MEMENTOES brings together museum experts and game developers to create immersive, accessible games that bring the history of specific sites to the fingertips of a global audience. Read on to learn more about the museums and game developers involved in the project, and for updates about their work.
Le Bois Du Cazier is a former coal mine and UNESCO world heritage site which has stood in Belgium for 200 years. It’s most famous for its recent history—a 1956 mining disaster which took the lives of 262 workers. The disaster’s connection to today is clear—the victims were migrant workers who laboured in unsafe conditions for a highly profitable extractive industry. Le Bois Du Cazier’s exhibits focus on migrant workers, workplace safety, energy, and extractive industry, encouraging visitors to reflect on and engage with these subjects in the world today.
Causa Creations is a Vienna-based game developer that brings together game designers, creatives, and political communications specialists to produce games that immerse players in contemporary issues. They’ve created games designed to educate players about nuclear energy and colonialism, and others which immerse users in the Syrian Civil War and the lives of precarious workers. Causa employs different types of storytelling and technology in their games, which have won a number of prestigious awards.
Together, they’ll create a game which brings players into the world of Le Bois Du Cazier in the 1950s, around the time of the disaster. The game will centre the experiences of the workers and encourage players to connect this historical disaster with the challenges facing labourers today.
Inspired by the experience of children who survived the Bosnian war, the War Childhood Museum collects oral histories and artefacts from those who grew up in conflict. By collecting the stories of individuals, the museum empowers survivors to discuss their experiences and creates a digital archive that allows museum visitors to learn about the regular people caught up in conflict. In recent years, the museum has added collections documenting other conflicts, including those in Syria and Ukraine, as well as running campaigns on child refugees, survivors of wartime sexual violence, and children and genocide.
Charles Games is an award-winning game developer based in Prague. They produce serious games that put users in the shoes of regular people living through historical events, focusing on themes of justice, reconciliation, and morality during conflict. They’ve produced games which cover the Second World War, using personal memories and archival footage to depict the Nazi occupation from the eyes of survivors. Charles Games has a track record of humanising complex histories by centring the perspectives of everyday people in successful games.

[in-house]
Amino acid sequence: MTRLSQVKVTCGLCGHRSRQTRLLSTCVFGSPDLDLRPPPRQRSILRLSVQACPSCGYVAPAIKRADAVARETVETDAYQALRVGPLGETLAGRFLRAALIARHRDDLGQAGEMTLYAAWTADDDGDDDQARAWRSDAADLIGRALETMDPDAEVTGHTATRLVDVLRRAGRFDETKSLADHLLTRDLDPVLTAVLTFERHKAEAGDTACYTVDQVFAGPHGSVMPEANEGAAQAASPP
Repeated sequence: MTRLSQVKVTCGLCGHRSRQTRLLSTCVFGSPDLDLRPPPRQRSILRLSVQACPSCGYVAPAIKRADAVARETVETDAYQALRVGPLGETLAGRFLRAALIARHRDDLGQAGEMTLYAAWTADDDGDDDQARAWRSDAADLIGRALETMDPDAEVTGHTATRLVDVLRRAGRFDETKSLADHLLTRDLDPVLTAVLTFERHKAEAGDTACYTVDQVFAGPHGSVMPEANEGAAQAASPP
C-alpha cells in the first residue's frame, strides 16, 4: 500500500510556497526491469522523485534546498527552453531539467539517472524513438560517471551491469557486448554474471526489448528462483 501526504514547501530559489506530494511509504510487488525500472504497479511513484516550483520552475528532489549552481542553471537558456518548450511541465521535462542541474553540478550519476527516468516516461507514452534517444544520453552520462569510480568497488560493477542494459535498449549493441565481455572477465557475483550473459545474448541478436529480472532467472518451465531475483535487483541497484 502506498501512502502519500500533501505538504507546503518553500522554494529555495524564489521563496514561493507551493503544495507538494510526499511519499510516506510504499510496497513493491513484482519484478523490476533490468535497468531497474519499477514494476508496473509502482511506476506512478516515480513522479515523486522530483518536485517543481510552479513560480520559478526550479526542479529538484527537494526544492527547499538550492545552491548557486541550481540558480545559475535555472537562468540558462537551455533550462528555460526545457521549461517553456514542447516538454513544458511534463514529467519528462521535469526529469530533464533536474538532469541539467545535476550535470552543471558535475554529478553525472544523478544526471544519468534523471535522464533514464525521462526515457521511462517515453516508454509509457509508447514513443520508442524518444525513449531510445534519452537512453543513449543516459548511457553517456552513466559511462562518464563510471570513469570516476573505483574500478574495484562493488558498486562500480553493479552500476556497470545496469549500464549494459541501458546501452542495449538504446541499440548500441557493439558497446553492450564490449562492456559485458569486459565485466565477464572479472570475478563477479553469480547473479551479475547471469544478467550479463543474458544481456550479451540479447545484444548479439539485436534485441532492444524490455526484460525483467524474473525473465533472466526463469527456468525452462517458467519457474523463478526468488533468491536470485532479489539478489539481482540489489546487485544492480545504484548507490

Together, they’ll create a game which uses historical storytelling and the testimonials in the War Childhood Museum’s archive to depict past injustices from the perspectives of the individuals who’ve survived them.
Gulag.cz is an association commemorating the victims of Soviet oppression by focusing on the gulag system. They stand out in their field; by leading expeditions to the ruins of gulags in remote corners of the former USSR and conducting extensive archival research, they’ve uncovered information about the gulags and the individuals within them that was previously lost to historians. They’re committed to accessibility, hosting an online museum and making all of their research publicly available on their website by creating an open database, interactive archives, and digitised renderings of gulag sites. They also create immersive games allowing users to interact with historical sites, host exhibitions, and produce documentaries.
The Human-Computer Interaction Laboratory of ICS-FORTH focuses on scientific and technological innovation for social and economic good. The Greek laboratory focuses on developing user-friendly, accessible, and interactive technology. They have years of experience applying this work to museums and historical education, creating virtual museum guides leading tours in sign language, digitising historical sites, and developing online tools to aid historical education. Central to their work is a recognition of the importance of cultural institutions to contemporary life and a commitment to developing technology which can facilitate social justice and growth.
Together, they’ll create a game which builds on their experience using technology to facilitate historical storytelling and immerses users in the lived experiences of individuals imprisoned in the gulags.
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